Bringing such idiosyncratic pieces together under the umbrella of a group exhibition has been an exciting opportunity to take part in a vital and ongoing history of exhibitions that have been breaking ground in positioning work from the North and the South – historically segregated into inequitable categories of craft and art – together within a contemporary gallery context. First and foremost concerned with foregrounding unique and revelatory contemporary art works in their own right, these exhibitions have also been involved in questioning cultural assumptions, overturning stereotypes, and confronting expectations of what contemporary art is and can be. For Earthlings, the exhibition format has been an important occasion to present new and recent works, and also to build on existing collaborative relationships and to forge new ones.
Shuvinai Ashoona’s drawings are populated by an enormous cast of surreal and enigmatic monsters, snakes, human-creature hybrids, eggs, spiders, people, northern landscapes, everyday interiors, and anthropomorphic planets, competing, interacting, or existing together in harmony. Her environments are, in turns, playful and unsettling fantastical landscapes, but are ultimately rooted in lived and observed experience.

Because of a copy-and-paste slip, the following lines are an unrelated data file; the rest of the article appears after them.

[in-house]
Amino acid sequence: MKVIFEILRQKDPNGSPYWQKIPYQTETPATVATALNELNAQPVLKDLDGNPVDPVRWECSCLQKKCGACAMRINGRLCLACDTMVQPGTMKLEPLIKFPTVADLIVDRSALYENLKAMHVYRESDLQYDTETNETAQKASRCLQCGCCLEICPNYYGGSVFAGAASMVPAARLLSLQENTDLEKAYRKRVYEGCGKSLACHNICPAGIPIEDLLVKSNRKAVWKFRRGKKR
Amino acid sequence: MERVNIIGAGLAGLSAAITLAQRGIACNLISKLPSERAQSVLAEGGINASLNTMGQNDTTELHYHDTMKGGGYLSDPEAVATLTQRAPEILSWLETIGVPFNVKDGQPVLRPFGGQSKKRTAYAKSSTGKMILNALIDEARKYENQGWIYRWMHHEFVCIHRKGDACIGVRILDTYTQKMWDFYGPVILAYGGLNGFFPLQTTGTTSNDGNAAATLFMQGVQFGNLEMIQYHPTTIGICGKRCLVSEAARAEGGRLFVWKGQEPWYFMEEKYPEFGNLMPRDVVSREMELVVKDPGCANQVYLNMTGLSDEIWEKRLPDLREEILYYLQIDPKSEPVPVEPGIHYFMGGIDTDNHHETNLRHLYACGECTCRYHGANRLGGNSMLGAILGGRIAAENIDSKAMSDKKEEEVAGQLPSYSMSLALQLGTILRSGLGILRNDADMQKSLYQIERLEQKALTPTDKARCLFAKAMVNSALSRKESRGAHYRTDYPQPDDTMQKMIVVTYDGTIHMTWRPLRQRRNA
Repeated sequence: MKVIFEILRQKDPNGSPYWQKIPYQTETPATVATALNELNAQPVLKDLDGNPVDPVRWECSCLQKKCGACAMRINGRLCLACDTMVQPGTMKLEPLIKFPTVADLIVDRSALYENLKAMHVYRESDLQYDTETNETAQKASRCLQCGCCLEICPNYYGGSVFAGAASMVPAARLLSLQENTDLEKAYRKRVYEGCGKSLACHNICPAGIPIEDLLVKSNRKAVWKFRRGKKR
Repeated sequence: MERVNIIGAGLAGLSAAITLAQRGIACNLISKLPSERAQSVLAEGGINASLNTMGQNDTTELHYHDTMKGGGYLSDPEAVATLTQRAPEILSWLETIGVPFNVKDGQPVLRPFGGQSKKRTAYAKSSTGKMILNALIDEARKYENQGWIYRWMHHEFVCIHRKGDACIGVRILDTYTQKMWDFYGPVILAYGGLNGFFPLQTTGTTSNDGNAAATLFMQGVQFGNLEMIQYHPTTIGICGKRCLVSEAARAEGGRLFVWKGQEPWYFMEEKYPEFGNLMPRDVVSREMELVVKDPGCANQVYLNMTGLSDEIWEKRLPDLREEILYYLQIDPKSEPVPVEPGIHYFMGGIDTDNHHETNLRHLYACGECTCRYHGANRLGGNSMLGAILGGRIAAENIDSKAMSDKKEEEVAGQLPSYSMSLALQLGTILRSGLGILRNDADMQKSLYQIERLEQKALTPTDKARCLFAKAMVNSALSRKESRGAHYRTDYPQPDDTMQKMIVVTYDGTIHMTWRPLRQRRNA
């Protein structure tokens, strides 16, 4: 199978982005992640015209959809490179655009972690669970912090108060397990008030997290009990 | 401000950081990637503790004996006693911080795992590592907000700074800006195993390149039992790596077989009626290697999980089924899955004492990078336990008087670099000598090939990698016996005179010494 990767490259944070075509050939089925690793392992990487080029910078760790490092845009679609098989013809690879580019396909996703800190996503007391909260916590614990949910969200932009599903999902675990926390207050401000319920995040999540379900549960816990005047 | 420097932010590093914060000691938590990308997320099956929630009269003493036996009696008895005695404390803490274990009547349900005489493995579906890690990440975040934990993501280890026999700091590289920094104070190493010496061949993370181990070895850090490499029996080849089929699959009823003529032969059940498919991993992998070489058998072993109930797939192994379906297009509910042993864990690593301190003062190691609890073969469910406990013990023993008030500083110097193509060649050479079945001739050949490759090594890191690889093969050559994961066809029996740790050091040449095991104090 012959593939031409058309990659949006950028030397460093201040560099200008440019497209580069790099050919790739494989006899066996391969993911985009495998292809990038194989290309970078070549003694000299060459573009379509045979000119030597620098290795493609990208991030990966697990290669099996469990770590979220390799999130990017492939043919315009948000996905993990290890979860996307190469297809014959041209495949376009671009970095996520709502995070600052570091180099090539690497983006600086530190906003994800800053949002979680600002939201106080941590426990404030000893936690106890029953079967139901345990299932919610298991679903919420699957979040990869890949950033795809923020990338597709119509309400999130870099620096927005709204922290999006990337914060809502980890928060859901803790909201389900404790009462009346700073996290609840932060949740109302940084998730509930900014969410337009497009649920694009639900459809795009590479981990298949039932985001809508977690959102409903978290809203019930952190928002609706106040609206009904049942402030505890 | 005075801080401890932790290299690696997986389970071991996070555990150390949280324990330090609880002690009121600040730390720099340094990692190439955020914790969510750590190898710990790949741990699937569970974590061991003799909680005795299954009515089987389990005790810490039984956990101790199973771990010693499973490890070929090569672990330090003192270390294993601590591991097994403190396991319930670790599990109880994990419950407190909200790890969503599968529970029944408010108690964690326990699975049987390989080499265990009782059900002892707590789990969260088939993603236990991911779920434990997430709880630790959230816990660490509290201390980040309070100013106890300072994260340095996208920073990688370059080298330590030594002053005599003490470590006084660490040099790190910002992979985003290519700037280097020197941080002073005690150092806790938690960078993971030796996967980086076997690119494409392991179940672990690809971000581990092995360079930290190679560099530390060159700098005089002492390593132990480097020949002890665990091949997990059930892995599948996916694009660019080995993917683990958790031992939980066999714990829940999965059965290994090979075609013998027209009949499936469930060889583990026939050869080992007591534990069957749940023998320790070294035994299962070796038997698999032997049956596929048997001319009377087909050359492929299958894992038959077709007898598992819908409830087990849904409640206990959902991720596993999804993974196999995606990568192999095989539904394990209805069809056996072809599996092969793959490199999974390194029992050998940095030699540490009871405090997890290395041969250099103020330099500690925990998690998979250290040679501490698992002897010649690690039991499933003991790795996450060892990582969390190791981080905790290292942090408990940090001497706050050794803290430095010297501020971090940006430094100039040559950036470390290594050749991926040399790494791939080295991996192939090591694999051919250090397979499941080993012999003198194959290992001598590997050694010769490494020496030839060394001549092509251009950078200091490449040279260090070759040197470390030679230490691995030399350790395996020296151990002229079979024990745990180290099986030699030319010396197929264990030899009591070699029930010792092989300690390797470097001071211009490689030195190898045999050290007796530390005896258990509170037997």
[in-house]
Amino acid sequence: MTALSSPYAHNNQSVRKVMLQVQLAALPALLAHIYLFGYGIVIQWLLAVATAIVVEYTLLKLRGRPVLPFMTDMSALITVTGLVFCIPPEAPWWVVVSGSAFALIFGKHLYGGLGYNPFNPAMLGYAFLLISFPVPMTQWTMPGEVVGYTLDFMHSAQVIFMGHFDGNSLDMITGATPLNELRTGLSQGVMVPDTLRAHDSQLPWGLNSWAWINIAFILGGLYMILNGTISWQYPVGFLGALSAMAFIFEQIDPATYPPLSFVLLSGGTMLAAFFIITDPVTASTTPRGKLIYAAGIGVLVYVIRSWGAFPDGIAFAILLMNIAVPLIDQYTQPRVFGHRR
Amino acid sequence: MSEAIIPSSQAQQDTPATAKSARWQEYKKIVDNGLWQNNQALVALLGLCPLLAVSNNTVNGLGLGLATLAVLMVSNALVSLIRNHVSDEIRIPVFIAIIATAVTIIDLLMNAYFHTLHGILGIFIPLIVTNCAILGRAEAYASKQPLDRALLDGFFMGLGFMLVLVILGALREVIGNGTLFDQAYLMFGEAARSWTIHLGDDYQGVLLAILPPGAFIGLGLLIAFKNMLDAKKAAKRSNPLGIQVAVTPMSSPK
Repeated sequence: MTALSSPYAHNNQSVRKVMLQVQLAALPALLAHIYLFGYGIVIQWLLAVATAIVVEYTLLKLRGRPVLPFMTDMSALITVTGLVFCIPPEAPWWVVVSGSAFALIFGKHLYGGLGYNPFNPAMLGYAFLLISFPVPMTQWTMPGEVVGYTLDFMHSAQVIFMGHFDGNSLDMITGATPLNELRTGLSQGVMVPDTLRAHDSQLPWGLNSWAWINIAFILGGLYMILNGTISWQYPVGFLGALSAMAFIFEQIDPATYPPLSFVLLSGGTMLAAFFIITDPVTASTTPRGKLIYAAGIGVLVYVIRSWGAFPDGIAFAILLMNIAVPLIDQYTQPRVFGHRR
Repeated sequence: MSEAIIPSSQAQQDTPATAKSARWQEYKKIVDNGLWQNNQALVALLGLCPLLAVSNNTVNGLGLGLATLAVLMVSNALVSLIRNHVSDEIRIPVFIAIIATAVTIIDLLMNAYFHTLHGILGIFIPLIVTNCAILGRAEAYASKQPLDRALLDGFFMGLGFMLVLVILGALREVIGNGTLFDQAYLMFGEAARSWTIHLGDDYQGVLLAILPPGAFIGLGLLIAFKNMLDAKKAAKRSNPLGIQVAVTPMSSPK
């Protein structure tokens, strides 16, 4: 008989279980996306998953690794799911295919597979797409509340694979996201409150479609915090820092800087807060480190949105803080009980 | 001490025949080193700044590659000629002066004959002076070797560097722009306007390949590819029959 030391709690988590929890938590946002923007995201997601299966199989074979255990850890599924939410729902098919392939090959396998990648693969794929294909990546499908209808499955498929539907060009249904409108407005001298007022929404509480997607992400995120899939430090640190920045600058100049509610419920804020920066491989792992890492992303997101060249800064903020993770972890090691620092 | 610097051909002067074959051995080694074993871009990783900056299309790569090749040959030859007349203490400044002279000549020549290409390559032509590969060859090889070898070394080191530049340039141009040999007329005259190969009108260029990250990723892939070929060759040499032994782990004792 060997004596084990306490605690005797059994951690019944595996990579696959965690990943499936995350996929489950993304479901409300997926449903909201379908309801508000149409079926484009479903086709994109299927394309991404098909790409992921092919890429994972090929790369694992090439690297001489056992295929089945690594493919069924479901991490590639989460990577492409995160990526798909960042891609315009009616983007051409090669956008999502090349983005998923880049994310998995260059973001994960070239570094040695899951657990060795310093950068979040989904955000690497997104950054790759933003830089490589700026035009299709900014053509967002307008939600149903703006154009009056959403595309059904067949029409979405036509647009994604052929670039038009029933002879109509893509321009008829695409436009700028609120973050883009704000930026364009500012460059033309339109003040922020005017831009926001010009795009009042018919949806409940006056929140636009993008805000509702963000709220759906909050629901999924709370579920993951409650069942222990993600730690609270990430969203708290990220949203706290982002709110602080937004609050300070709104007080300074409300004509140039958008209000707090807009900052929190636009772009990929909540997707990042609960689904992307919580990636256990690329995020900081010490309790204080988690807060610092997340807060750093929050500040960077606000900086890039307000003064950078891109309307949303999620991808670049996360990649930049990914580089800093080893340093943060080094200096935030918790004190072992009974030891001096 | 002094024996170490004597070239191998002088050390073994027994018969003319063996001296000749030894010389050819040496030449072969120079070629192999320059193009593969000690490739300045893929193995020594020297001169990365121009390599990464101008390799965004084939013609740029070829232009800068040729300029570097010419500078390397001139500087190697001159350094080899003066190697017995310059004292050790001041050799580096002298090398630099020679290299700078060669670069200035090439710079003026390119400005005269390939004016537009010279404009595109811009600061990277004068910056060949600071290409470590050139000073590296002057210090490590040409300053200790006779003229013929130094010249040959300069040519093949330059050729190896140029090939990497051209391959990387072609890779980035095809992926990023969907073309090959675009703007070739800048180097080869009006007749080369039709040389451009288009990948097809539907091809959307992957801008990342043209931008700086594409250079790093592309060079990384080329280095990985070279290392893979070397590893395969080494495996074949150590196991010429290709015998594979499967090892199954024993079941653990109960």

Internationally renowned artist Shary Boyle, known for her transgressive ceramics, paintings, performance, and drawings that ruminate on love, grief, sexuality, politics, and childhood, has been friends with and a collaborator of Ashoona’s since 2011. This exhibition presents a number of Boyle’s latest sculptures and drawings, as well as fresh collaborative works, which take up critiques of colonialism, canonical art history, and the ideological implications of materials.
The ceramics of Roger Aksadjuak, Pierre Aupilardjuk, Jessie Kenalogak, John Kurok, and Leo Napayok have emerged from the unique legacy of the Matchbox Gallery in Kangiqliniq, the only active privately-owned, artist-run, ceramics-producing studio in the North, a place that embraces a collaborative approach to making and learning. These soda or sawdust fired works emerge from personal narratives, myths, and traditions. Expressive in tone and materials, concerned with a sensuality of surface and texture, figures and vessels are built up, added to, and incised upon.